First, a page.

Planning and preparation is key to winning or defeating a motion to relocate. You can’t change the facts, but effectively planning out your case and strategizing at an early stage improves your chances of success. Hiring an attorney before filing or as soon as you are served with a motion gives you the best opportunity to put on an effective case.

If either you or your ex is planning on relocating and your children are involved, reach out to Divorce Matters today and our experienced attorneys can help guide you on what the next steps are.

Moving On: Relocating in the Middle of a Divorce

In today’s economy, many families facing divorce also face another potential source of upheaval: the need to relocate due to employment, economic circumstances, and family support. If either one of you may need to relocate for your job, to move closer to family, or to decrease expenses post-divorce, anticipating this possibility at the outset of divorce proceedings is essential.

It’s also important to understand relocating doesn’t necessarily mean moving out of state. It could be that you will need to move from Denver to Colorado Springs. Regardless of how far you or your spouse may end up moving, addressing the potential””especially if your divorce involves children””will save stress, money, and heartache in the long run.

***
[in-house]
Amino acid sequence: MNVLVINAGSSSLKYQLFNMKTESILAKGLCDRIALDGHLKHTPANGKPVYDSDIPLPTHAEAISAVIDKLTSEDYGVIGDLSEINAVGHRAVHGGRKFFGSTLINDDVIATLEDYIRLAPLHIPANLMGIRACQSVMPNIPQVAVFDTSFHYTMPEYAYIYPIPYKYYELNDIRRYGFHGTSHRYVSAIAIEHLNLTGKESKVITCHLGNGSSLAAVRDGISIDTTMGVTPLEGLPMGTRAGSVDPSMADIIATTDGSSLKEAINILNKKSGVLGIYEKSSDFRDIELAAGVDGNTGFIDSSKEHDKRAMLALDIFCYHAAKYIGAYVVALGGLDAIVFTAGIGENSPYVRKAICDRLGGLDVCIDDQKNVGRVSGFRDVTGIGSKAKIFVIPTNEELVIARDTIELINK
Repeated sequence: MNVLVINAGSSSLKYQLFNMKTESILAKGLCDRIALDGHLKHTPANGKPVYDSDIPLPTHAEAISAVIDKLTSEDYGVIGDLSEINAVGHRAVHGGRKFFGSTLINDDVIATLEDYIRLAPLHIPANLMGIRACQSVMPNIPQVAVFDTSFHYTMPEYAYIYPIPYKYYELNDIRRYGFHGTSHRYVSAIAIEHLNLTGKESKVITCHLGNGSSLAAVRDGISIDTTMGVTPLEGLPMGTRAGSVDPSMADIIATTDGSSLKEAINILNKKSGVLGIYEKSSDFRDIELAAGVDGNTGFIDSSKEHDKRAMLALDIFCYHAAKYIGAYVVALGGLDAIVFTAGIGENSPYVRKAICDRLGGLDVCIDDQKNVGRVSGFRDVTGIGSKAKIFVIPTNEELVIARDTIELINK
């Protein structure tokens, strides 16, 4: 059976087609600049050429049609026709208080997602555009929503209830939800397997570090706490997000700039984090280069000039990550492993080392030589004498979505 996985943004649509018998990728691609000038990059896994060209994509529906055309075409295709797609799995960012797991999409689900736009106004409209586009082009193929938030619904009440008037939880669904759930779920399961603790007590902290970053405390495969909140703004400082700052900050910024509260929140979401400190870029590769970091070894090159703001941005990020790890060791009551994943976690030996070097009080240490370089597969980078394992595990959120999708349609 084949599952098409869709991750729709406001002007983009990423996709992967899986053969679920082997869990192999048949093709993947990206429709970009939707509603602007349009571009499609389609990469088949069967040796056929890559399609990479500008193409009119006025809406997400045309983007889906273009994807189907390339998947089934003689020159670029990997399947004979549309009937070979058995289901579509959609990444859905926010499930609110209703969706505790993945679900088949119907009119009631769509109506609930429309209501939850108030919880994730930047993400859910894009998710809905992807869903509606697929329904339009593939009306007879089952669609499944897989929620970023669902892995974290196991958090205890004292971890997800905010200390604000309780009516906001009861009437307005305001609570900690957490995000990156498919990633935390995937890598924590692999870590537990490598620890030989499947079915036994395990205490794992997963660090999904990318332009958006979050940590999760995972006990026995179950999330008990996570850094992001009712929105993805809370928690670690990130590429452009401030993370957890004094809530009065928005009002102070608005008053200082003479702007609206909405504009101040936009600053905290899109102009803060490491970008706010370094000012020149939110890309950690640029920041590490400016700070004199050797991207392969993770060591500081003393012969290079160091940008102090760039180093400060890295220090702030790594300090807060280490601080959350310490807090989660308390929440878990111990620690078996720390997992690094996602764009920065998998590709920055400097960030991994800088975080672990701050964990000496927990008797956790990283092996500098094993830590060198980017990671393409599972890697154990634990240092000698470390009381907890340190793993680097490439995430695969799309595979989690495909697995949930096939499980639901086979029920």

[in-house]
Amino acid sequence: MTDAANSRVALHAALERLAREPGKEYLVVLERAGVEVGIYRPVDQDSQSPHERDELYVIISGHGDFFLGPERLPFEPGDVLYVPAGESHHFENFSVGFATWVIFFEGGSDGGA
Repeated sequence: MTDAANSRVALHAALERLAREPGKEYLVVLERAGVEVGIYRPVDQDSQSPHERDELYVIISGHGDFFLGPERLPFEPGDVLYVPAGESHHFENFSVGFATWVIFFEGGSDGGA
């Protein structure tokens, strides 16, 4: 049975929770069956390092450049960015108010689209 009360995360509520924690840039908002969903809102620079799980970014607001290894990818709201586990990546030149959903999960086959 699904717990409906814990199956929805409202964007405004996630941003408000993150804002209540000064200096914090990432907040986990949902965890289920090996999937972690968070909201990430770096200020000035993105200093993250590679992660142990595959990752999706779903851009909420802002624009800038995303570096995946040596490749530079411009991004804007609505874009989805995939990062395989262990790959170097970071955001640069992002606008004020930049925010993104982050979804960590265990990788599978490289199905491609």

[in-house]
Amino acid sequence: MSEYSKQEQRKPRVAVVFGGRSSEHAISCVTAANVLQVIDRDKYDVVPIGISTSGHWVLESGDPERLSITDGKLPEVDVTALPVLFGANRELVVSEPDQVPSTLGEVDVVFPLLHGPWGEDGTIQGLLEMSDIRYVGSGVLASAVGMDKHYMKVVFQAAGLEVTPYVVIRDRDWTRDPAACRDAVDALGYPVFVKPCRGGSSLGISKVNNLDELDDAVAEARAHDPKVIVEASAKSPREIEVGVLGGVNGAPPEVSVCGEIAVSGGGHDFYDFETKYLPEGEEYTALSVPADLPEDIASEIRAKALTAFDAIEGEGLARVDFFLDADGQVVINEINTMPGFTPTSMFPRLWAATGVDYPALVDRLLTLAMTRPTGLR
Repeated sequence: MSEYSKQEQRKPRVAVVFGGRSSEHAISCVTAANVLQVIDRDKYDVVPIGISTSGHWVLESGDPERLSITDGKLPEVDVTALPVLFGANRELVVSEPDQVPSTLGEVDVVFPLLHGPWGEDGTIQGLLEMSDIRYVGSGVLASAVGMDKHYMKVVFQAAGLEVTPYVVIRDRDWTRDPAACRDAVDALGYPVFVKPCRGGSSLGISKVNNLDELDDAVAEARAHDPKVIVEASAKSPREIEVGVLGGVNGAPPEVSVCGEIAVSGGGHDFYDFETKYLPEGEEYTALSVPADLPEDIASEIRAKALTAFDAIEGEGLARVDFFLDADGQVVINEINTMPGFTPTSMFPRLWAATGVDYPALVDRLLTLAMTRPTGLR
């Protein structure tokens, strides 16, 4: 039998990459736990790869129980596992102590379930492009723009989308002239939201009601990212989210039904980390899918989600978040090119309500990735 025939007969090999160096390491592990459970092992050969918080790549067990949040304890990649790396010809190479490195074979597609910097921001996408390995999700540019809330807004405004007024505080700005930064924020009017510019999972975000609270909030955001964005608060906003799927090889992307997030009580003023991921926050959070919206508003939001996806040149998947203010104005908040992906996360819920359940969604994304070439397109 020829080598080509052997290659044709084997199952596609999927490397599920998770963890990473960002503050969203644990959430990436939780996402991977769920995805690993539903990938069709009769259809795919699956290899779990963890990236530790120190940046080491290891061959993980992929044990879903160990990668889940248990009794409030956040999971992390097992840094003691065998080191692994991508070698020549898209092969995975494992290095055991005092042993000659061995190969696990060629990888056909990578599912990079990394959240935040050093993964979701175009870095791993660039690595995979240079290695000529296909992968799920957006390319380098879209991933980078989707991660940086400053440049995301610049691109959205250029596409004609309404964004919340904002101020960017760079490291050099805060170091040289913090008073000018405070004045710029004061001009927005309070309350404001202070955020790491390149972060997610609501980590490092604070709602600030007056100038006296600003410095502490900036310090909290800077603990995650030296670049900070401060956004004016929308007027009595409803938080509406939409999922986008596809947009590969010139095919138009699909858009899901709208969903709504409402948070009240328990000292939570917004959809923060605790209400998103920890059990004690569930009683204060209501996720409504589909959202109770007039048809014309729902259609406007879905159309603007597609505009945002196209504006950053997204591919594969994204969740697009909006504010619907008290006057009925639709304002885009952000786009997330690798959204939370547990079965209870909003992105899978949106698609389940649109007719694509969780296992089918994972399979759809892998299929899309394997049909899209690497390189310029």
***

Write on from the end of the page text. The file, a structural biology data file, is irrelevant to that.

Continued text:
Rules for Relocating

Relocation is an issue the Colorado courts have reviewed numerous times. In 2005, the Colorado Supreme Court issued two rulings that dealt with relocating parents who share children.

In one ruling, the Court distinguished between relocation of a parent during the initial divorce and relocation of a parent after parenting time has been established. The Court determined that in an initial custody proceeding, it would be easier for a parent to move, and the parties would have to address change during their initial parenting plan.

But after initial parenting time is established, the Court determined that more stringent standards for relocation should apply because the parties and children would already be accustomed to a parenting time schedule, and the children would have established a different relationship with the majority time parent that did not exist at the time of the initial proceeding.

In a case involving modification to an existing custody agreement, the Court found that three competing interests must be considered: the majority time parent’s right to travel; the minority time parent’s right to parent; and the children’s best interests.

The Supreme Court ruling mandated that 21 factors be considered to determine if relocation is in the children’s best interests. The factors include the reasons for the relocation, educational opportunities in each location, and the past involvement of each of the parties with the children.